Wednesday, March 25, 2009

Parallel doesn't mean congruent


So I had an epiphany yesterday. There was a recent situation that came up with a metamour where I realized that we had a very different underlying philosophy about something. The past several years, our actions had been in concert, and my thought (read: assumption) was that, because our actions were running in parallel, that meant our underlying motivations were also congruent. Yeah, I know, it sounds totally common sense when I lay it out there, but I think it's actually a pretty common communications error.

Have you ever been surprised at someone experiencing the same event, but having an entirely different take on what happened? This is why eye witness testimony is notoriously unreliable. One would think that when in relationship with someone, you'd be in a position to figure out what is going on in their head a little more. Instead, we just fill in the blanks with whatever seems to fit.

When actions look the same, that MUST mean that the motivations are the same too, right? Well, what if this isn't someone that you are even in a direct relationship with? How are you supposed to be able to figure out what's going on in their head? You are pretty well confined to going off of actions, and when they don't fit what you had previously observed, it can be pretty shocking!

Remember the poly law of not expecting your partners to be psychic. Oh yeah, that one! Let's just extend that out so that you aren't expecting yourself to be psychic either. If someone doesn't choose to share information with you, how are you supposed to know any different? You're not. Damn, there goes my Omnipotence Badge...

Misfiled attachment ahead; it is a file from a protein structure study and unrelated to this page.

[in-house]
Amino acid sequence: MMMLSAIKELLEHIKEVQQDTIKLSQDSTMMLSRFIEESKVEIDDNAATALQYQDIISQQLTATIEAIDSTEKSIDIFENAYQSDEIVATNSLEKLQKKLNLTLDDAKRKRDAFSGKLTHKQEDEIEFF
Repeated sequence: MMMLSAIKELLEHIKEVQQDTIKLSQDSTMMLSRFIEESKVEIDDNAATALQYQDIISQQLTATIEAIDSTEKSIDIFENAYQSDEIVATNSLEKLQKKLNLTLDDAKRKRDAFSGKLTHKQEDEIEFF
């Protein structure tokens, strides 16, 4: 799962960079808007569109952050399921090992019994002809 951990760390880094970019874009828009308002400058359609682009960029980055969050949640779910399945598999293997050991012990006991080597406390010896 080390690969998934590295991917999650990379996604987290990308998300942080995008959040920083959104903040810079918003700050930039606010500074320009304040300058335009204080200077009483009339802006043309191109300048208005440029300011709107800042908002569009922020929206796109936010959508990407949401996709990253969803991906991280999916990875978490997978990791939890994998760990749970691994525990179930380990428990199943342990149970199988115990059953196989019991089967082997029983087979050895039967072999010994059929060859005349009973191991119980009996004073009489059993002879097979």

So, if someones' actions don't necessarily indicate a similar viewpoint, how do you know what they think? Ask them. Back to square one, where we use, and ask others to use, their big girl and big boy words. Aren't there ANY shortcuts here?

The tough part of having this dissonance between what you _thought_ someone believed and what they actually do, is that there could be some retrofitting to do on the relationship. Let's say that you thought that someone also had hierarchical relationship models (believed that use of primary, secondary, and tertiary designations was useful) because they never said any differently and seemed to be cool being a "secondary", right up to the point where suddenly, well, they weren't. So what _do_ they believe? How does that look? Is there any way to fit that in with the existing relationship model, or is there a need to create a whole new way of looking at that connection? See previous paragraph for instructions in this case. ;)

What is useful to take away from this thought is that missing things that happen primarily in other people's head is to be expected. How you move forward from that point is up to the parties involved. Perspectives shift, and sometimes something that was true years ago isn't so today. Enlightening your partners to those changes is helpful to all parties that are connected. There may even come a time where parallel course of action is matched with parallel thoughts.

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